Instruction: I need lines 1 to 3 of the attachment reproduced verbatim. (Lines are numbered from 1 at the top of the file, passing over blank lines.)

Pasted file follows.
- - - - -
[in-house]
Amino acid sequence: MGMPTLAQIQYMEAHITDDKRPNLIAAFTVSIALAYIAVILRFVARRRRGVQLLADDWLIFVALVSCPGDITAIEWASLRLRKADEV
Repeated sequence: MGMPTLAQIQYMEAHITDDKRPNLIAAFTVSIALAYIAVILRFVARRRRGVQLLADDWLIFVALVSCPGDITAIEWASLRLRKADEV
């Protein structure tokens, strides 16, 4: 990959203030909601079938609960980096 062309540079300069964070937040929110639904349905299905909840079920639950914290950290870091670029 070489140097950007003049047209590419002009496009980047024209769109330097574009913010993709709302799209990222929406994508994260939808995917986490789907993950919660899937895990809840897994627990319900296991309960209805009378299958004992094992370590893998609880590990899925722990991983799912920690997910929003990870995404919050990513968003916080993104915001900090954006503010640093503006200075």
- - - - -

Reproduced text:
[in-house]
Amino acid sequence: MGMPTLAQIQYMEAHITDDKRPNLIAAFTVSIALAYIAVILRFVARRRRGVQLLADDWLIFVALVSCPGDITAIEWASLRLRKADEV
Repeated sequence: MGMPTLAQIQYMEAHITDDKRPNLIAAFTVSIALAYIAVILRFVARRRRGVQLLADDWLIFVALVSCPGDITAIEWASLRLRKADEV